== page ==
PBS Investigates Dangers of Underwater Gold Mining
Artisanal gold mining, the kind of gold mining done by independent gold miners, is a very dangerous job. Miners can be sickened by exposure to dust or injured by hauling heavy ore. They can be killed in mine collapses or landslides. And gold miners exposed to mercury, the most common gold extraction agent, can suffer kidney failure, neurological damage, even death.
It’s hard to imagine how artisanal gold mining could be more risky. But miners in the Philippines have found a way: by doing it underwater.
A new investigation for the PBS NewsHour by the Pulitzer Center on Crisis Reporting sheds light on a form of underwater gold mining practiced in the Philippines. Called compressor mining, it involves plunging into a muddy underwater tunnel with a long tube attached to a compressor on one end and to a miner’s mouth on the other. The miners sink underwater into mineshafts that may be 40 feet below the sea, river, or marsh bottom. They may stay down there for hours, filling bags with mud and sending them to the surface for processing. Here’s a link to photos showing how it’s done.
According to the investigation, gold miners borrowed the technique from local fishermen, who have long used it to catch reef fish. But it is by no means safe. The muddy water that miners swim in is often loaded with bacteria and parasites. The air coming through the compressor may be full of carbon monoxide and other pollutants. The high water pressure can create gas bubbles in miners’ bloodstreams, blocking blood needed by the heart and brain. And if the compressor fails or a mineshaft caves in, miners can easily lose their lives. Plus, once they are back above ground there are the usual dangers, like mercury poisoning.
Beyond these dangers, there is another disturbing aspect to this story: the use of child labor. Compressor mining, and artisanal mining in the Philippines more generally, depends heavily on children. The reporters interviewed a 12-year-old girl named Edlyn Ortiz. She wasn’t a diver, but she was helping extract the gold that the divers, some of them teenagers, brought to the surface. When asked why she worked in gold mining, she responded, “To earn money so that we can have something to eat.” The photographer for the investigation took these startling photos of children working in Filipino gold mines.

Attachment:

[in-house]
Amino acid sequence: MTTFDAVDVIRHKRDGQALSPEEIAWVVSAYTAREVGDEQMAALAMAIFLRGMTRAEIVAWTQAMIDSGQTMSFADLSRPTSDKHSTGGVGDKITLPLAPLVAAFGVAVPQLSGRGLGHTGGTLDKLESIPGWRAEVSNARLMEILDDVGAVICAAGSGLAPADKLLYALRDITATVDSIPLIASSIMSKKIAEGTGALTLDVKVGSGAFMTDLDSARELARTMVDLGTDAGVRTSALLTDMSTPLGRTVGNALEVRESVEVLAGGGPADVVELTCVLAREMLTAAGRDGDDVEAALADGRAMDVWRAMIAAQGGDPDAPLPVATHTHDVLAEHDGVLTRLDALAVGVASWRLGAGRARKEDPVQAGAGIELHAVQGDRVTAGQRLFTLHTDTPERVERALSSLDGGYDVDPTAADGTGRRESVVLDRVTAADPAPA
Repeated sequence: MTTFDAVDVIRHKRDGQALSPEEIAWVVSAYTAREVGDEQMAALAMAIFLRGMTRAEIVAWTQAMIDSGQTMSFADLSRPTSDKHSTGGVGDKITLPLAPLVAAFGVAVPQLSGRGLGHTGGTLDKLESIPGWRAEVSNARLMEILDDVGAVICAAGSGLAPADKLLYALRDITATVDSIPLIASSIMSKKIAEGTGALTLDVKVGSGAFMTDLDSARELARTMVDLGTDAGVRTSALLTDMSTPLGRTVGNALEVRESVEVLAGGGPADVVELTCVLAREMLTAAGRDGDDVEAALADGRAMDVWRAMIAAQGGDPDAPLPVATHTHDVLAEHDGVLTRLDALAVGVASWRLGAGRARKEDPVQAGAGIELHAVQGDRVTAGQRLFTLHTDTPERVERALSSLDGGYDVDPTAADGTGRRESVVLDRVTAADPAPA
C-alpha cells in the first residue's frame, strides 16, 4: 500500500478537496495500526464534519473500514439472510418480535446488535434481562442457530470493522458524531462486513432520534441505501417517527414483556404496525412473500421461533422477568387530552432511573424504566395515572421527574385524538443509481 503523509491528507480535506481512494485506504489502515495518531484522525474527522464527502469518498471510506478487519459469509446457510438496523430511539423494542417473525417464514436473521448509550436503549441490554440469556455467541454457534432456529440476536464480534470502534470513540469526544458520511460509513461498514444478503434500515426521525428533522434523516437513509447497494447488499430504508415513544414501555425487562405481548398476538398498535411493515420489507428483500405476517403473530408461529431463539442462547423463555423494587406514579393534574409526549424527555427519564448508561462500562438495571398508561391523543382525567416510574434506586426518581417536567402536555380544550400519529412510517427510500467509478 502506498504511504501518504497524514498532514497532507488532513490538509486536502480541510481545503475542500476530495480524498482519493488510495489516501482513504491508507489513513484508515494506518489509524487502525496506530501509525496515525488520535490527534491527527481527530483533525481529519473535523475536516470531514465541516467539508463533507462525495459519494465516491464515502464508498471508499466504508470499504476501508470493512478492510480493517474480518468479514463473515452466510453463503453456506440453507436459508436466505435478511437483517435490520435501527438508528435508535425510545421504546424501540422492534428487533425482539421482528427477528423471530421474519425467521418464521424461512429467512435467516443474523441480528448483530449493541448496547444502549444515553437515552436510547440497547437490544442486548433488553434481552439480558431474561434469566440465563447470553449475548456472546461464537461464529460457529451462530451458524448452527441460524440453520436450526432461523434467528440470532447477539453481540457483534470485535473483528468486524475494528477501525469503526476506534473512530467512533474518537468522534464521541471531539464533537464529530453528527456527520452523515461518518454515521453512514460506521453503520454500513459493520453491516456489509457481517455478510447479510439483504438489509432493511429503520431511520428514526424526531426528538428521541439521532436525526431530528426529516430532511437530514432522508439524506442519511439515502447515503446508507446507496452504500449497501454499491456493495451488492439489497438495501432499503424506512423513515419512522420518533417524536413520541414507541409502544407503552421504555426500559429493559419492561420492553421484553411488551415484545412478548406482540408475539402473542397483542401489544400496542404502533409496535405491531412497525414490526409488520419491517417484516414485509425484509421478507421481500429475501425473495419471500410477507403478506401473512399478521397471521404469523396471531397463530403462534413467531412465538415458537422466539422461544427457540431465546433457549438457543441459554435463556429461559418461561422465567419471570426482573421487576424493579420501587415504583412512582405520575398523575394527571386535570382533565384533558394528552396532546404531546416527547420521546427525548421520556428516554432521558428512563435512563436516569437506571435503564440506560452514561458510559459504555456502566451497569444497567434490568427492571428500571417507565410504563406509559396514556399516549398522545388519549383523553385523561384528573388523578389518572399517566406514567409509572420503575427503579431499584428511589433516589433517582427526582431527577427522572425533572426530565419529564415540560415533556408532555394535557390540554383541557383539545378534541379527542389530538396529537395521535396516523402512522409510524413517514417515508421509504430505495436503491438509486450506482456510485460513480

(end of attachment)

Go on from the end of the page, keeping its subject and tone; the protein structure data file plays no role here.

Why are miners willing to take such big risks? And why are children being forced to help? Mostly, it’s the economics. With gold prices high and many families living in poverty, more and more people have been tempted to earn a living as gold miners. In one small town, investigators found that a family of miners could earn about $30 a day, a lot more than they could make farming rice. There are an estimated 300,000 people who work as artisanal gold miners in the Philippines.
As far as solutions, the obvious one is better government regulation. But regulation of artisanal gold mining remains almost non-existent—partly because, according to the report, local officials are easily bribed. The investigators interviewed Lawrence Johnson, an official with the International Labor Organization, who stressed the importance of consumers choosing socially and environmentally responsible gold. “So we ask consumers, are you sure the ring you’re wearing, the earring, the necklaces are free from child labor? That’s more difficult, but it’s up to consumers to start making that choice again.”
Here’s a video of the PBS NewsHour story: